Well, that’s the last main unit of this week. There was, as usual, the video blog update for this week, which I enjoyed. What struck me was the necessity to lead the course participants through architectural structures such as the one described in this diagram:
The cloud, with SaaS, PaaS and more, does mean that the on-premise landscape is simplified, but doesn’t mean that the architectures in general are simplified. Far from it. With tenants, accounts, trial and production platforms in the cloud, and connections to on-premise systems and even other cloud systems, it’s only going to get more complex.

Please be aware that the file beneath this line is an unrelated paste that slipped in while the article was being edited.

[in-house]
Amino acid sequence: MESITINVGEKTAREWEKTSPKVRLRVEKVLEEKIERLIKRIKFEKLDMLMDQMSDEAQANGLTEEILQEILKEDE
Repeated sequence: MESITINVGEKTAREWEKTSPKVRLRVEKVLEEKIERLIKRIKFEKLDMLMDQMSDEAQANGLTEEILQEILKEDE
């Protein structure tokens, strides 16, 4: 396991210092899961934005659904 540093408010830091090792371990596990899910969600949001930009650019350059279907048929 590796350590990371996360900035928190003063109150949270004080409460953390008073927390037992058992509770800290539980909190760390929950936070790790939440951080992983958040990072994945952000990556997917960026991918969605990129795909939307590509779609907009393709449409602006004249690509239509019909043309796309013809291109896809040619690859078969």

And the final word goes to Bob, in the video update: “make sure you continue using Google Chrome“. What a refreshing change to SAP’s requirement from the bad old days, when it explicitly required you to use that disaster of a “web browser”, Internet Explorer. Onwards and upwards!